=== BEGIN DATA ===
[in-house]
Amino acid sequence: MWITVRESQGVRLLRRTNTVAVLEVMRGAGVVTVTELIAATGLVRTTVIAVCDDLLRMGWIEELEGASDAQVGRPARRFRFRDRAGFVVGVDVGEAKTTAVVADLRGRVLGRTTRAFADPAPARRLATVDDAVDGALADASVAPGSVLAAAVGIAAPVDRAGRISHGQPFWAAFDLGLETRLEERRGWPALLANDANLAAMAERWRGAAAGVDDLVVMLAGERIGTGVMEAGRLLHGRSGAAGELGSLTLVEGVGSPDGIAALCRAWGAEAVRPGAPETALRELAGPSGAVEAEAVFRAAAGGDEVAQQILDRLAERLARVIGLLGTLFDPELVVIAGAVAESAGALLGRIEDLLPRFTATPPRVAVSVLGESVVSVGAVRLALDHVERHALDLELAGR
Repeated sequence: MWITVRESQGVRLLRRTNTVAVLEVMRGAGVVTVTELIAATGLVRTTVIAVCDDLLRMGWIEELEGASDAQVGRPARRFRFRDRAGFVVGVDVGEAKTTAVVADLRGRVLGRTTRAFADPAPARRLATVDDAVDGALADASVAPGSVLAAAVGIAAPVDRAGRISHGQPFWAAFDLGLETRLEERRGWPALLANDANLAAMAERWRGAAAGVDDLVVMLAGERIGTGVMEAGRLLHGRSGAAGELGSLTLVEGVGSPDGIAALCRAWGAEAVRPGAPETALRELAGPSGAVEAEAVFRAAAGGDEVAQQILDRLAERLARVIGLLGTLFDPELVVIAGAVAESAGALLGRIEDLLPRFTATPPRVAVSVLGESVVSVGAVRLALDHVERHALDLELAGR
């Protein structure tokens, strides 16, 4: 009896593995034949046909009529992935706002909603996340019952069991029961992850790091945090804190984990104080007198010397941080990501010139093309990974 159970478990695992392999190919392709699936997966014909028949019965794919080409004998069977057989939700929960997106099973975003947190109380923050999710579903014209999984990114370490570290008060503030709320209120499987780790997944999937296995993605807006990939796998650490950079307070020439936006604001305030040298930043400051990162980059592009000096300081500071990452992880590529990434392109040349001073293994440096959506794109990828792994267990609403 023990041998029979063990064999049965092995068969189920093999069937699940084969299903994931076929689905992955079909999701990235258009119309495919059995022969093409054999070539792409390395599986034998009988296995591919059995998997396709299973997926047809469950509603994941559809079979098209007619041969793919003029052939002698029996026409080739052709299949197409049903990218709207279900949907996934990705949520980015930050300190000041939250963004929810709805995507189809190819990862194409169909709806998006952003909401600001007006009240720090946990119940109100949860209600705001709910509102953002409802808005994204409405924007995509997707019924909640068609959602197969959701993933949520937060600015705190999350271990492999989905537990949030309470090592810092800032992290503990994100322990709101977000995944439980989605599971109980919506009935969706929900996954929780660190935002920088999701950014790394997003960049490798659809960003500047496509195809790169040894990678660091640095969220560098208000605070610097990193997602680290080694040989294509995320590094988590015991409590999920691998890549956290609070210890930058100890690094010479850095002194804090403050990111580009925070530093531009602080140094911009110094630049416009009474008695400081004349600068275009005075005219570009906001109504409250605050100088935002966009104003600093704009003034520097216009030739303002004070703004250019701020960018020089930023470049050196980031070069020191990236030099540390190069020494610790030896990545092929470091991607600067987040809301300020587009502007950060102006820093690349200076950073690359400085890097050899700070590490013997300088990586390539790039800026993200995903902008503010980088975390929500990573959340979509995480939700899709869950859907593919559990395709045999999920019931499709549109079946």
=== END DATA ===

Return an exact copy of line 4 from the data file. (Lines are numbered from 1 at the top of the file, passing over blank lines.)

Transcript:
């Protein structure tokens, strides 16, 4: 009896593995034949046909009529992935706002909603996340019952069991029961992850790091945090804190984990104080007198010397941080990501010139093309990974 159970478990695992392999190919392709699936997966014909028949019965794919080409004998069977057989939700929960997106099973975003947190109380923050999710579903014209999984990114370490570290008060503030709320209120499987780790997944999937296995993605807006990939796998650490950079307070020439936006604001305030040298930043400051990162980059592009000096300081500071990452992880590529990434392109040349001073293994440096959506794109990828792994267990609403 023990041998029979063990064999049965092995068969189920093999069937699940084969299903994931076929689905992955079909999701990235258009119309495919059995022969093409054999070539792409390395599986034998009988296995591919059995998997396709299973997926047809469950509603994941559809079979098209007619041969793919003029052939002698029996026409080739052709299949197409049903990218709207279900949907996934990705949520980015930050300190000041939250963004929810709805995507189809190819990862194409169909709806998006952003909401600001007006009240720090946990119940109100949860209600705001709910509102953002409802808005994204409405924007995509997707019924909640068609959602197969959701993933949520937060600015705190999350271990492999989905537990949030309470090592810092800032992290503990994100322990709101977000995944439980989605599971109980919506009935969706929900996954929780660190935002920088999701950014790394997003960049490798659809960003500047496509195809790169040894990678660091640095969220560098208000605070610097990193997602680290080694040989294509995320590094988590015991409590999920691998890549956290609070210890930058100890690094010479850095002194804090403050990111580009925070530093531009602080140094911009110094630049416009009474008695400081004349600068275009005075005219570009906001109504409250605050100088935002966009104003600093704009003034520097216009030739303002004070703004250019701020960018020089930023470049050196980031070069020191990236030099540390190069020494610790030896990545092929470091991607600067987040809301300020587009502007950060102006820093690349200076950073690359400085890097050899700070590490013997300088990586390539790039800026993200995903902008503010980088975390929500990573959340979509995480939700899709869950859907593919559990395709045999999920019931499709549109079946």